Upon receipt of this information, the Mass. RMV will clear the indefinite NDR (National Driver Register) revocation.  However, the Registry will add any out of state DUI convictions or other convictions for motor vehicle law violations onto your Massachusetts Driving Record. The addition of these convictions to your record will trigger additional suspensions or revocation in accordance with Chapter 90, Section 22(c), which requires the RMV to treat out of state motor vehicle convictions, including DUI, committed by Massachusetts residents or license holders as if they had occurred in Massachusetts, for the purposes of license suspensions and revocations. Depending on your record, adding these out of state violations to your Massachusetts Driving History could result in the imposition of substantial license suspensions.

If Mass. DOT suspends your license or right to drive as a result of a NDR indefinite revocation, at the time of your license reinstatement you will be required to pay a $100.00 reinstatement fee to MassDOT.

You should contact a lawyer if you need assistance in dealing with an indefinite NDR revocation in Massachusetts due to a suspension/revocation received by the Mass. Registrar from another state or country.


No Hardship License for NDR Indefinite Suspensions

A gentleman recently appeared before the Board of Appeal with a lawyer to attempt to get hardship relief on a National Driver Register (NDR) indefinite suspension, which originated out of Rhode Island, for a chemical test refusal. In Rhode Island, refusing to submit to a breathalyzer test is a civil violation, for which sanctions are imposed.

I found it strange that this attorney would have come before the Board during the pendency of an active out of state suspension, especially where his client was not afforded any hardship relief in Rhode Island, where the breathalyzer refusal suspension originated. This is because the RI DMV does not issue hardship, limited, restricted, or work licenses under any circumstances.

Further, the client was recently laid off from his job as an engineer and he’s collecting unemployment assistance. Thus, this applicant for a hardship license does not have an employment-related hardship. The Massachusetts Appeals Board does not grant work licenses to the unemployed. Instead, the Board requires a letter from the applicant’s employer, proof of self employment, or  documented job offer stating that the applicant would be hired if her or she obtains a hardship license.

Next, the lawyer claimed that all of the Rhode Island records associated with the DUI have been expunged and destroyed. This argument overlooks the fact that any expungement or sealing does not apply to Massachusetts records or the block in the National Driver Register. The official records of the Registrar showed that the applicant was arrested for DUI and refused a breath test. They also showed that the man was indefinitely blocked in the National Driver Register. Under reciprocity, the Registrar of Motor Vehicles in Massachusetts is required to give full faith and credit to this NDR block. Under these circumstances, the Board of Appeal will not force the Registry to override the NDR block and issue a hardship license. Instead, the client must satisfy the RI DMV and get the NDR indefinite hold removed. Only when the NDR reflects that he is eligible, can the Registry grant him driver’s license.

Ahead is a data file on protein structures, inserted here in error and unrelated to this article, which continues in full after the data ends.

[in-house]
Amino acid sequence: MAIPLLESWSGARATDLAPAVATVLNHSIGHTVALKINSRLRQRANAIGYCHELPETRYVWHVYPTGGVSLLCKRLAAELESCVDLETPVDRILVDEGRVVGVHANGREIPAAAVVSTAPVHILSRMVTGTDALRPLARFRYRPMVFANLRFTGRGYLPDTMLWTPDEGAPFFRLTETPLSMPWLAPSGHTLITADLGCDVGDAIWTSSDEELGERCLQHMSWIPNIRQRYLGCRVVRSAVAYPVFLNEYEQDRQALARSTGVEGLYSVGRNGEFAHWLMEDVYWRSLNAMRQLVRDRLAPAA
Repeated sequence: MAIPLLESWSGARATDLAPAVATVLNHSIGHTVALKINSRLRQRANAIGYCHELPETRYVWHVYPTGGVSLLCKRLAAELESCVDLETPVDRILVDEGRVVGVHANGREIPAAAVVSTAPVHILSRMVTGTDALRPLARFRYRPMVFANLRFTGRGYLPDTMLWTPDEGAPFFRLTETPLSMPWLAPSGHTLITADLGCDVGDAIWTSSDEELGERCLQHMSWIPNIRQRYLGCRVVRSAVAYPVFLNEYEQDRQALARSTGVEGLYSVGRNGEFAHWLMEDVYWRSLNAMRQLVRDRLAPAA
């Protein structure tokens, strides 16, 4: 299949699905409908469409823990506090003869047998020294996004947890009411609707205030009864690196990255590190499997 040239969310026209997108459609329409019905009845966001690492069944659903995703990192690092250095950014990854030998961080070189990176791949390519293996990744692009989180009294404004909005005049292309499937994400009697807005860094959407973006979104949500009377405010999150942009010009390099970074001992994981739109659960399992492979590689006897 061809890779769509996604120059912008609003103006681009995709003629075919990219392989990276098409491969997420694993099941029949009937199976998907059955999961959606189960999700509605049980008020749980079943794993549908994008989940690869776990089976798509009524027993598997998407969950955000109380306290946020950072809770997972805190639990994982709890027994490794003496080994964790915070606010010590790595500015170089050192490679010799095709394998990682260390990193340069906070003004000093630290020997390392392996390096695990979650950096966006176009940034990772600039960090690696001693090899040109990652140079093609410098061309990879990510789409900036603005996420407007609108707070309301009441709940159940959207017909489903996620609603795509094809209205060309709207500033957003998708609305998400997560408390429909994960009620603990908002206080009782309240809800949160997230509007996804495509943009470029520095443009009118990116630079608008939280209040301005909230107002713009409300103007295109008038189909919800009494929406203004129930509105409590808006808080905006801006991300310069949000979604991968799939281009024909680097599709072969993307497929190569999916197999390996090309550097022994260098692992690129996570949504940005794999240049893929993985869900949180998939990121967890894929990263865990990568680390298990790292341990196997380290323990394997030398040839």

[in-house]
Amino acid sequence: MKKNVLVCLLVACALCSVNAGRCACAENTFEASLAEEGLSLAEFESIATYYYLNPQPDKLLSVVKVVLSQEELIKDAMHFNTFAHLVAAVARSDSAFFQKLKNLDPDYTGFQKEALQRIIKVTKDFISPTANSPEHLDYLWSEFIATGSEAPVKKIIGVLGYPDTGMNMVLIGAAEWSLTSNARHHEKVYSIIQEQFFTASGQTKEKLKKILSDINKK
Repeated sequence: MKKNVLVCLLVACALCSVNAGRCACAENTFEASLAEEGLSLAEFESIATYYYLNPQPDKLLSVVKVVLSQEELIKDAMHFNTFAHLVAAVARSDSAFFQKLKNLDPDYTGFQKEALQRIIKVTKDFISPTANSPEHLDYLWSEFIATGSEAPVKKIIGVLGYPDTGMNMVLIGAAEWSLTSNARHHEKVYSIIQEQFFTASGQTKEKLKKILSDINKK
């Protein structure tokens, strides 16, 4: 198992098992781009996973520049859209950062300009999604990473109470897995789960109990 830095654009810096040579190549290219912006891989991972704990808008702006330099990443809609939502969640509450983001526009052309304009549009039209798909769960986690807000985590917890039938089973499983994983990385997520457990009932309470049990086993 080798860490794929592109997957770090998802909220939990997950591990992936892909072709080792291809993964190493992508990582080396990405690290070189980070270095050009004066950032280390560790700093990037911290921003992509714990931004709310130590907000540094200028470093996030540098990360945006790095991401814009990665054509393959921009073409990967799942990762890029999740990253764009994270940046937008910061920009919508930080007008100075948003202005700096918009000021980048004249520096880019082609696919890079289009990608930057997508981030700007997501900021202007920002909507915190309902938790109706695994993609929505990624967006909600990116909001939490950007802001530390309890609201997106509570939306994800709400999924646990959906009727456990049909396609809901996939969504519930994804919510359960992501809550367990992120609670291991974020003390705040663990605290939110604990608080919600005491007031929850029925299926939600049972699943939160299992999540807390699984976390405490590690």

Incidentally, this out of state DUI will trigger a 1 year suspension in Massachusetts, under the law that requires the RMV to treat out of state DUI offenses as if they had occurred here in the Commonwealth. It may be possible to reduce this 1 year suspension or get a hardship license, once the RI NDR block is removed.

Mass. Hardship Licenses & SR-22 Requirements

When a person’s driver’s license or right to drive in suspended or revoked for DUI in the State of New Hampshire, the NH DMV will require proof of “financial responsibility,” which is evidence of liability insurance in the form of a certificate issued by an automobile insurance company which is licensed to serve customers in the State of New Hampshire. This evidence of coverage is known as an “SR-22,” which is a standard insurance industry certificate. The purpose of the SR-22, which must be certified by your insurance provider, is to certify that the driver, who has a drunk driving conviction on his or her record, is covered by adequate liability coverage.  The basis for requiring this is to insure that money is available to compensate accident victims in the event of a future property damage or personal injury accident.